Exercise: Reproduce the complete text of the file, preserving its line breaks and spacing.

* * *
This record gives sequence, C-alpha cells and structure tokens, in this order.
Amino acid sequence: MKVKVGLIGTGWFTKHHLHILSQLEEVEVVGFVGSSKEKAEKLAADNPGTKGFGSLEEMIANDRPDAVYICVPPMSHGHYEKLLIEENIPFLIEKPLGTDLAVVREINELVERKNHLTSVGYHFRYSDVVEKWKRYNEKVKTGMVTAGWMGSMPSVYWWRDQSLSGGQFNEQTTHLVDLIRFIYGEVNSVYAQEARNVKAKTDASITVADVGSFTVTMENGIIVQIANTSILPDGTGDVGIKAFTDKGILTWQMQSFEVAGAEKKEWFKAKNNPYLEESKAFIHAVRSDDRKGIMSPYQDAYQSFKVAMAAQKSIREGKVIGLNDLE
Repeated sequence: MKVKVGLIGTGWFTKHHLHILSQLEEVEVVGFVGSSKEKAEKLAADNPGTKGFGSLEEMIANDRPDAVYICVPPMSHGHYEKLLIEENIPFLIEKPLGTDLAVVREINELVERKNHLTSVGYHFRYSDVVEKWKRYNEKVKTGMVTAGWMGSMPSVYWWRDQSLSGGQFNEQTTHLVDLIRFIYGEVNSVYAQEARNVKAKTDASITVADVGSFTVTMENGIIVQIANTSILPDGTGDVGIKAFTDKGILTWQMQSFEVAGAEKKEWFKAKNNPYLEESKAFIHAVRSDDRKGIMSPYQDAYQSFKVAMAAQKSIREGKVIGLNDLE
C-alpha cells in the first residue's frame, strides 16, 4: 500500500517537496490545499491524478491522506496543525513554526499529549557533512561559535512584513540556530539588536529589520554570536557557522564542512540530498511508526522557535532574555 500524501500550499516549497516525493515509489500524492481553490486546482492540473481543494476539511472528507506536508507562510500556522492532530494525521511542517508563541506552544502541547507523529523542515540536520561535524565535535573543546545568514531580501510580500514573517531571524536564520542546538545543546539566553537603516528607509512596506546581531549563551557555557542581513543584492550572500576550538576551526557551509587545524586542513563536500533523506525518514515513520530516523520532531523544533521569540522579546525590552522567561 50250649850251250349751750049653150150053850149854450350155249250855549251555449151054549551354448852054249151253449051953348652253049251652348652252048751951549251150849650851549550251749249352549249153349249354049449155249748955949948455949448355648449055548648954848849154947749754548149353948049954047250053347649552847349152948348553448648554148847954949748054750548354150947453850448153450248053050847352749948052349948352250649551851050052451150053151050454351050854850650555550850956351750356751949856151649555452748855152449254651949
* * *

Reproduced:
This record gives sequence, C-alpha cells and structure tokens, in this order.
Amino acid sequence: MKVKVGLIGTGWFTKHHLHILSQLEEVEVVGFVGSSKEKAEKLAADNPGTKGFGSLEEMIANDRPDAVYICVPPMSHGHYEKLLIEENIPFLIEKPLGTDLAVVREINELVERKNHLTSVGYHFRYSDVVEKWKRYNEKVKTGMVTAGWMGSMPSVYWWRDQSLSGGQFNEQTTHLVDLIRFIYGEVNSVYAQEARNVKAKTDASITVADVGSFTVTMENGIIVQIANTSILPDGTGDVGIKAFTDKGILTWQMQSFEVAGAEKKEWFKAKNNPYLEESKAFIHAVRSDDRKGIMSPYQDAYQSFKVAMAAQKSIREGKVIGLNDLE
Repeated sequence: MKVKVGLIGTGWFTKHHLHILSQLEEVEVVGFVGSSKEKAEKLAADNPGTKGFGSLEEMIANDRPDAVYICVPPMSHGHYEKLLIEENIPFLIEKPLGTDLAVVREINELVERKNHLTSVGYHFRYSDVVEKWKRYNEKVKTGMVTAGWMGSMPSVYWWRDQSLSGGQFNEQTTHLVDLIRFIYGEVNSVYAQEARNVKAKTDASITVADVGSFTVTMENGIIVQIANTSILPDGTGDVGIKAFTDKGILTWQMQSFEVAGAEKKEWFKAKNNPYLEESKAFIHAVRSDDRKGIMSPYQDAYQSFKVAMAAQKSIREGKVIGLNDLE
C-alpha cells in the first residue's frame, strides 16, 4: 500500500517537496490545499491524478491522506496543525513554526499529549557533512561559535512584513540556530539588536529589520554570536557557522564542512540530498511508526522557535532574555 500524501500550499516549497516525493515509489500524492481553490486546482492540473481543494476539511472528507506536508507562510500556522492532530494525521511542517508563541506552544502541547507523529523542515540536520561535524565535535573543546545568514531580501510580500514573517531571524536564520542546538545543546539566553537603516528607509512596506546581531549563551557555557542581513543584492550572500576550538576551526557551509587545524586542513563536500533523506525518514515513520530516523520532531523544533521569540522579546525590552522567561 50250649850251250349751750049653150150053850149854450350155249250855549251555449151054549551354448852054249151253449051953348652253049251652348652252048751951549251150849650851549550251749249352549249153349249354049449155249748955949948455949448355648449055548648954848849154947749754548149353948049954047250053347649552847349152948348553448648554148847954949748054750548354150947453850448153450248053050847352749948052349948352250649551851050052451150053151050454351050854850650555550850956351750356751949856151649555452748855152449254651949